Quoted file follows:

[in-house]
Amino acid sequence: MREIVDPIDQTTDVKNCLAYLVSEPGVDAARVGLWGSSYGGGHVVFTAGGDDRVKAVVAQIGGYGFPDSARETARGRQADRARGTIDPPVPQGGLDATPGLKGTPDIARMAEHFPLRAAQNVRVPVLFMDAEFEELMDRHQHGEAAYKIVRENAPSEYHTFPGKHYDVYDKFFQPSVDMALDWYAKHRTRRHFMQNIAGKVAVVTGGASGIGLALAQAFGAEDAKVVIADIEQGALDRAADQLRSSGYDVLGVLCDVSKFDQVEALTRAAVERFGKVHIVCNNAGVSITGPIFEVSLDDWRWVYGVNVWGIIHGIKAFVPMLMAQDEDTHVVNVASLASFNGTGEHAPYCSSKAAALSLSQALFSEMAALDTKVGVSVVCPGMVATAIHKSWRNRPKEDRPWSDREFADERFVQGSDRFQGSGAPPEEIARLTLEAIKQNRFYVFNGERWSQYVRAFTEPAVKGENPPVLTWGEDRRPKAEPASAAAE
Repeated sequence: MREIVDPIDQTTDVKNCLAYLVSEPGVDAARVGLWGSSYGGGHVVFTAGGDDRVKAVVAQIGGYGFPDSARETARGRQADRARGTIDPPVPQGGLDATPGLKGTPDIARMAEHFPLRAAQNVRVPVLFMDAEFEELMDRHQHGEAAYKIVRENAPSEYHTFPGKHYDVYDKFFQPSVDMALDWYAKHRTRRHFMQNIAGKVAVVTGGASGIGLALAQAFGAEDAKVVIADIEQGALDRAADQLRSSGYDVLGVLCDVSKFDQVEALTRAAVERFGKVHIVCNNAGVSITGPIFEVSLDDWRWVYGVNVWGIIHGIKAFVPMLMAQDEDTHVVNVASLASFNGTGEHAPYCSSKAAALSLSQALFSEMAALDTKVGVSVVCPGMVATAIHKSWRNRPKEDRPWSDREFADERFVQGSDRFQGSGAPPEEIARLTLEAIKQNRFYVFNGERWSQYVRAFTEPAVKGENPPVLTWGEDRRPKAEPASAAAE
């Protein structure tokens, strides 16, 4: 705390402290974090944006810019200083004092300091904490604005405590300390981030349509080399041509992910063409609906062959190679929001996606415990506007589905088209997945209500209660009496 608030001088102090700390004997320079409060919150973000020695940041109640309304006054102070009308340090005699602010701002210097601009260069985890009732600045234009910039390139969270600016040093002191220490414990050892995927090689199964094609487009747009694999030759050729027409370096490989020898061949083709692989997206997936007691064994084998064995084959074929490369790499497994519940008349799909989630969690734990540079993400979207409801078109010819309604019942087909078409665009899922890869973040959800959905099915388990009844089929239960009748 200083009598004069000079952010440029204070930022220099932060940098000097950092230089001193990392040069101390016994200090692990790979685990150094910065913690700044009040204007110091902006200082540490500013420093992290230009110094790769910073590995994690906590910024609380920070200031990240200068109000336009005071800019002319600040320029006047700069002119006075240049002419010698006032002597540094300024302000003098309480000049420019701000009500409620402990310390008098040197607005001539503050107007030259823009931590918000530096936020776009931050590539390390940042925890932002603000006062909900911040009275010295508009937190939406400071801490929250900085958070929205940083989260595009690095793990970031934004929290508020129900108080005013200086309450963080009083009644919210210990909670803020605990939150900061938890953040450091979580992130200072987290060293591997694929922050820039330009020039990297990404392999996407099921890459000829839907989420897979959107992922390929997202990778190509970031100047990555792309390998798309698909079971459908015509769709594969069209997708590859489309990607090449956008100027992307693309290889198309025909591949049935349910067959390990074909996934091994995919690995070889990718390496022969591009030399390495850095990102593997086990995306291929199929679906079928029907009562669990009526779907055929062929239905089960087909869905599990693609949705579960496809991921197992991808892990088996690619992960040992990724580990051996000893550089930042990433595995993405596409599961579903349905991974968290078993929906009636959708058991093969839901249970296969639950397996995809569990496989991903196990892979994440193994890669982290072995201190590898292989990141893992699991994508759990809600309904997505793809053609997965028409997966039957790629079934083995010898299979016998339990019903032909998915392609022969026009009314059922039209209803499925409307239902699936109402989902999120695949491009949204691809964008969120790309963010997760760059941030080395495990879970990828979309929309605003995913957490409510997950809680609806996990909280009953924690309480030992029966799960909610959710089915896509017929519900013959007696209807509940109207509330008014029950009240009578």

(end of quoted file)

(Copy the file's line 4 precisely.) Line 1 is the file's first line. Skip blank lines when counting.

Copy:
């Protein structure tokens, strides 16, 4: 705390402290974090944006810019200083004092300091904490604005405590300390981030349509080399041509992910063409609906062959190679929001996606415990506007589905088209997945209500209660009496 608030001088102090700390004997320079409060919150973000020695940041109640309304006054102070009308340090005699602010701002210097601009260069985890009732600045234009910039390139969270600016040093002191220490414990050892995927090689199964094609487009747009694999030759050729027409370096490989020898061949083709692989997206997936007691064994084998064995084959074929490369790499497994519940008349799909989630969690734990540079993400979207409801078109010819309604019942087909078409665009899922890869973040959800959905099915388990009844089929239960009748 200083009598004069000079952010440029204070930022220099932060940098000097950092230089001193990392040069101390016994200090692990790979685990150094910065913690700044009040204007110091902006200082540490500013420093992290230009110094790769910073590995994690906590910024609380920070200031990240200068109000336009005071800019002319600040320029006047700069002119006075240049002419010698006032002597540094300024302000003098309480000049420019701000009500409620402990310390008098040197607005001539503050107007030259823009931590918000530096936020776009931050590539390390940042925890932002603000006062909900911040009275010295508009937190939406400071801490929250900085958070929205940083989260595009690095793990970031934004929290508020129900108080005013200086309450963080009083009644919210210990909670803020605990939150900061938890953040450091979580992130200072987290060293591997694929922050820039330009020039990297990404392999996407099921890459000829839907989420897979959107992922390929997202990778190509970031100047990555792309390998798309698909079971459908015509769709594969069209997708590859489309990607090449956008100027992307693309290889198309025909591949049935349910067959390990074909996934091994995919690995070889990718390496022969591009030399390495850095990102593997086990995306291929199929679906079928029907009562669990009526779907055929062929239905089960087909869905599990693609949705579960496809991921197992991808892990088996690619992960040992990724580990051996000893550089930042990433595995993405596409599961579903349905991974968290078993929906009636959708058991093969839901249970296969639950397996995809569990496989991903196990892979994440193994890669982290072995201190590898292989990141893992699991994508759990809600309904997505793809053609997965028409997966039957790629079934083995010898299979016998339990019903032909998915392609022969026009009314059922039209209803499925409307239902699936109402989902999120695949491009949204691809964008969120790309963010997760760059941030080395495990879970990828979309929309605003995913957490409510997950809680609806996990909280009953924690309480030992029966799960909610959710089915896509017929519900013959007696209807509940109207509330008014029950009240009578």